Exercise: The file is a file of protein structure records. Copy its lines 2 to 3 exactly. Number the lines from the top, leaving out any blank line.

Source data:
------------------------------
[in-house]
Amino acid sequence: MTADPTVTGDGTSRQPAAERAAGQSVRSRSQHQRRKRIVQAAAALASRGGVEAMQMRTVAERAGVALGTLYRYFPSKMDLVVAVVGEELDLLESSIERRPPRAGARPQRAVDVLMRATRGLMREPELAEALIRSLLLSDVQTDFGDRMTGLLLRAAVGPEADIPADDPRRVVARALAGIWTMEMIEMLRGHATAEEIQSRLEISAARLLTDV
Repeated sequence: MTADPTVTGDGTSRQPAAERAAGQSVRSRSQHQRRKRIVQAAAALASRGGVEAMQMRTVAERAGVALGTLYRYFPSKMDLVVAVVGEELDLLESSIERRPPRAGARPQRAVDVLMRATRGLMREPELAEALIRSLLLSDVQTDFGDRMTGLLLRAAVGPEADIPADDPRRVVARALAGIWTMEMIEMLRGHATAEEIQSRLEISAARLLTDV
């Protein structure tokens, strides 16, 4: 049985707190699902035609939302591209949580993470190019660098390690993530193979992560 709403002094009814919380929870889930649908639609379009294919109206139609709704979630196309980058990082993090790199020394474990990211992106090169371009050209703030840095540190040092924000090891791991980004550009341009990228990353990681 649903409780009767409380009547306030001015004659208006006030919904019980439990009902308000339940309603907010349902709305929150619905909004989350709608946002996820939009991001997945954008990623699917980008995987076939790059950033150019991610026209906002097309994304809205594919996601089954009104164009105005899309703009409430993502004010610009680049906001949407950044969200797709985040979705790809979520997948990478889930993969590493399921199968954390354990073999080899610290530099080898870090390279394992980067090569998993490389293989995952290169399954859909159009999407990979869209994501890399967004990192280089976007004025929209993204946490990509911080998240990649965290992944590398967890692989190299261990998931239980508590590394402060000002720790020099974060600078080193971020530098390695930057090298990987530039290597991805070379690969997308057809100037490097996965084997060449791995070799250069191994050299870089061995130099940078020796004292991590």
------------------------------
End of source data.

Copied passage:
Amino acid sequence: MTADPTVTGDGTSRQPAAERAAGQSVRSRSQHQRRKRIVQAAAALASRGGVEAMQMRTVAERAGVALGTLYRYFPSKMDLVVAVVGEELDLLESSIERRPPRAGARPQRAVDVLMRATRGLMREPELAEALIRSLLLSDVQTDFGDRMTGLLLRAAVGPEADIPADDPRRVVARALAGIWTMEMIEMLRGHATAEEIQSRLEISAARLLTDV
Repeated sequence: MTADPTVTGDGTSRQPAAERAAGQSVRSRSQHQRRKRIVQAAAALASRGGVEAMQMRTVAERAGVALGTLYRYFPSKMDLVVAVVGEELDLLESSIERRPPRAGARPQRAVDVLMRATRGLMREPELAEALIRSLLLSDVQTDFGDRMTGLLLRAAVGPEADIPADDPRRVVARALAGIWTMEMIEMLRGHATAEEIQSRLEISAARLLTDV